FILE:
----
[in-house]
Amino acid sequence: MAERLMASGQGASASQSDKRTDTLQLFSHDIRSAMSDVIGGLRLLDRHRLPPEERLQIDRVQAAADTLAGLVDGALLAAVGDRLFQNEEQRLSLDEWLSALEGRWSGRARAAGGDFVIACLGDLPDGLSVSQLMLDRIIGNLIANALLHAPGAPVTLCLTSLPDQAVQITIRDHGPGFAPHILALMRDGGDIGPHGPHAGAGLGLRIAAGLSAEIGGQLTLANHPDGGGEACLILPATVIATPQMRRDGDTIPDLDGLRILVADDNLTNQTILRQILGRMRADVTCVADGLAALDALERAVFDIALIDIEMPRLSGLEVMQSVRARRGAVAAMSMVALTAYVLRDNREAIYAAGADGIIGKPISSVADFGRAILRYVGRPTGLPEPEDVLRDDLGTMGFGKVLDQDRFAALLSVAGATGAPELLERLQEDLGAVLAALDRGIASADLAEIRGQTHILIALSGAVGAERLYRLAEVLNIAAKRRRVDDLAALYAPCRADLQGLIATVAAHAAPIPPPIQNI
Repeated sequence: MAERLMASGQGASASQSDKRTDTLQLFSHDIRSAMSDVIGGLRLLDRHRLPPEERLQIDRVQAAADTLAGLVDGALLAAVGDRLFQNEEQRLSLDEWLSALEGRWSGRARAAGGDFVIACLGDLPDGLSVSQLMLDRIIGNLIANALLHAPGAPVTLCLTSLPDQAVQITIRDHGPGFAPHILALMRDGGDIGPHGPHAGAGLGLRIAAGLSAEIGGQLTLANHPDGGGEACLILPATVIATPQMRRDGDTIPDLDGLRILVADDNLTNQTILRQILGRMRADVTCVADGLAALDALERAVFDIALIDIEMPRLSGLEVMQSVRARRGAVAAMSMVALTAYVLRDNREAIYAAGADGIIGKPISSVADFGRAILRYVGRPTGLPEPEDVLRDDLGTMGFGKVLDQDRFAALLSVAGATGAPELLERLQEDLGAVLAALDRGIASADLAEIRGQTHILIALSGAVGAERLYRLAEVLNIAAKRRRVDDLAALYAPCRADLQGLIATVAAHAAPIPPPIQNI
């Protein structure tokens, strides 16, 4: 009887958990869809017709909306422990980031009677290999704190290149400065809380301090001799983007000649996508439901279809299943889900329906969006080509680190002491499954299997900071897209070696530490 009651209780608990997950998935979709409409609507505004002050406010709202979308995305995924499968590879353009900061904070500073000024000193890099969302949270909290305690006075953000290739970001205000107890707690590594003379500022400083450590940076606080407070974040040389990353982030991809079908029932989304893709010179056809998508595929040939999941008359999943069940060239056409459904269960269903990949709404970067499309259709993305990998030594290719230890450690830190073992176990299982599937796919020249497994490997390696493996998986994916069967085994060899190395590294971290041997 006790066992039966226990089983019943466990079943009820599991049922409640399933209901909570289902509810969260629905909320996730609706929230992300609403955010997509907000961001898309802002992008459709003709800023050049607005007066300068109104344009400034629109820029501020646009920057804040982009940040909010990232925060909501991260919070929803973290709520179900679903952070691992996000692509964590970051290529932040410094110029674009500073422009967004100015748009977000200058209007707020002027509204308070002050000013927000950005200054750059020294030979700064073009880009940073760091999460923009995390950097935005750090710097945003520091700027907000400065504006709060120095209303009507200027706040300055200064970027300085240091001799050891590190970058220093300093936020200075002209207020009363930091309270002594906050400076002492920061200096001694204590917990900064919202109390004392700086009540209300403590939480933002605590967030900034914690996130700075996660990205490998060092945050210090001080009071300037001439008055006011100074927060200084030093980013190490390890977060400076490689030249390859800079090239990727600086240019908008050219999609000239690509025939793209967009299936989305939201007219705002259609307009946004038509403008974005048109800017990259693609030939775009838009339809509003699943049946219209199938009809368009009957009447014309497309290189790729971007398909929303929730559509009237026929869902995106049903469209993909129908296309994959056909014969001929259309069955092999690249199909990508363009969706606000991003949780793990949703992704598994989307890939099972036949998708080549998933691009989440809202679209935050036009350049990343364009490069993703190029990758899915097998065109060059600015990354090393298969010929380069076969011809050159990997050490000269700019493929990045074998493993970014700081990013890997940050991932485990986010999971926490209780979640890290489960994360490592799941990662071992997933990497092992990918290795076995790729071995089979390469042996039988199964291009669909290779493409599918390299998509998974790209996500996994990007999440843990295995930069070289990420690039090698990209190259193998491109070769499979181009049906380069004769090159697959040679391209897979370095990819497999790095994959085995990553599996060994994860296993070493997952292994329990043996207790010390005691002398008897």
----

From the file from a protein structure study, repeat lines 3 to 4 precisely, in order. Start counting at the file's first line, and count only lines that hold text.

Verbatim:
Repeated sequence: MAERLMASGQGASASQSDKRTDTLQLFSHDIRSAMSDVIGGLRLLDRHRLPPEERLQIDRVQAAADTLAGLVDGALLAAVGDRLFQNEEQRLSLDEWLSALEGRWSGRARAAGGDFVIACLGDLPDGLSVSQLMLDRIIGNLIANALLHAPGAPVTLCLTSLPDQAVQITIRDHGPGFAPHILALMRDGGDIGPHGPHAGAGLGLRIAAGLSAEIGGQLTLANHPDGGGEACLILPATVIATPQMRRDGDTIPDLDGLRILVADDNLTNQTILRQILGRMRADVTCVADGLAALDALERAVFDIALIDIEMPRLSGLEVMQSVRARRGAVAAMSMVALTAYVLRDNREAIYAAGADGIIGKPISSVADFGRAILRYVGRPTGLPEPEDVLRDDLGTMGFGKVLDQDRFAALLSVAGATGAPELLERLQEDLGAVLAALDRGIASADLAEIRGQTHILIALSGAVGAERLYRLAEVLNIAAKRRRVDDLAALYAPCRADLQGLIATVAAHAAPIPPPIQNI
């Protein structure tokens, strides 16, 4: 009887958990869809017709909306422990980031009677290999704190290149400065809380301090001799983007000649996508439901279809299943889900329906969006080509680190002491499954299997900071897209070696530490 009651209780608990997950998935979709409409609507505004002050406010709202979308995305995924499968590879353009900061904070500073000024000193890099969302949270909290305690006075953000290739970001205000107890707690590594003379500022400083450590940076606080407070974040040389990353982030991809079908029932989304893709010179056809998508595929040939999941008359999943069940060239056409459904269960269903990949709404970067499309259709993305990998030594290719230890450690830190073992176990299982599937796919020249497994490997390696493996998986994916069967085994060899190395590294971290041997 006790066992039966226990089983019943466990079943009820599991049922409640399933209901909570289902509810969260629905909320996730609706929230992300609403955010997509907000961001898309802002992008459709003709800023050049607005007066300068109104344009400034629109820029501020646009920057804040982009940040909010990232925060909501991260919070929803973290709520179900679903952070691992996000692509964590970051290529932040410094110029674009500073422009967004100015748009977000200058209007707020002027509204308070002050000013927000950005200054750059020294030979700064073009880009940073760091999460923009995390950097935005750090710097945003520091700027907000400065504006709060120095209303009507200027706040300055200064970027300085240091001799050891590190970058220093300093936020200075002209207020009363930091309270002594906050400076002492920061200096001694204590917990900064919202109390004392700086009540209300403590939480933002605590967030900034914690996130700075996660990205490998060092945050210090001080009071300037001439008055006011100074927060200084030093980013190490390890977060400076490689030249390859800079090239990727600086240019908008050219999609000239690509025939793209967009299936989305939201007219705002259609307009946004038509403008974005048109800017990259693609030939775009838009339809509003699943049946219209199938009809368009009957009447014309497309290189790729971007398909929303929730559509009237026929869902995106049903469209993909129908296309994959056909014969001929259309069955092999690249199909990508363009969706606000991003949780793990949703992704598994989307890939099972036949998708080549998933691009989440809202679209935050036009350049990343364009490069993703190029990758899915097998065109060059600015990354090393298969010929380069076969011809050159990997050490000269700019493929990045074998493993970014700081990013890997940050991932485990986010999971926490209780979640890290489960994360490592799941990662071992997933990497092992990918290795076995790729071995089979390469042996039988199964291009669909290779493409599918390299998509998974790209996500996994990007999440843990295995930069070289990420690039090698990209190259193998491109070769499979181009049906380069004769090159697959040679391209897979370095990819497999790095994959085995990553599996060994994860296993070493997952292994329990043996207790010390005691002398008897």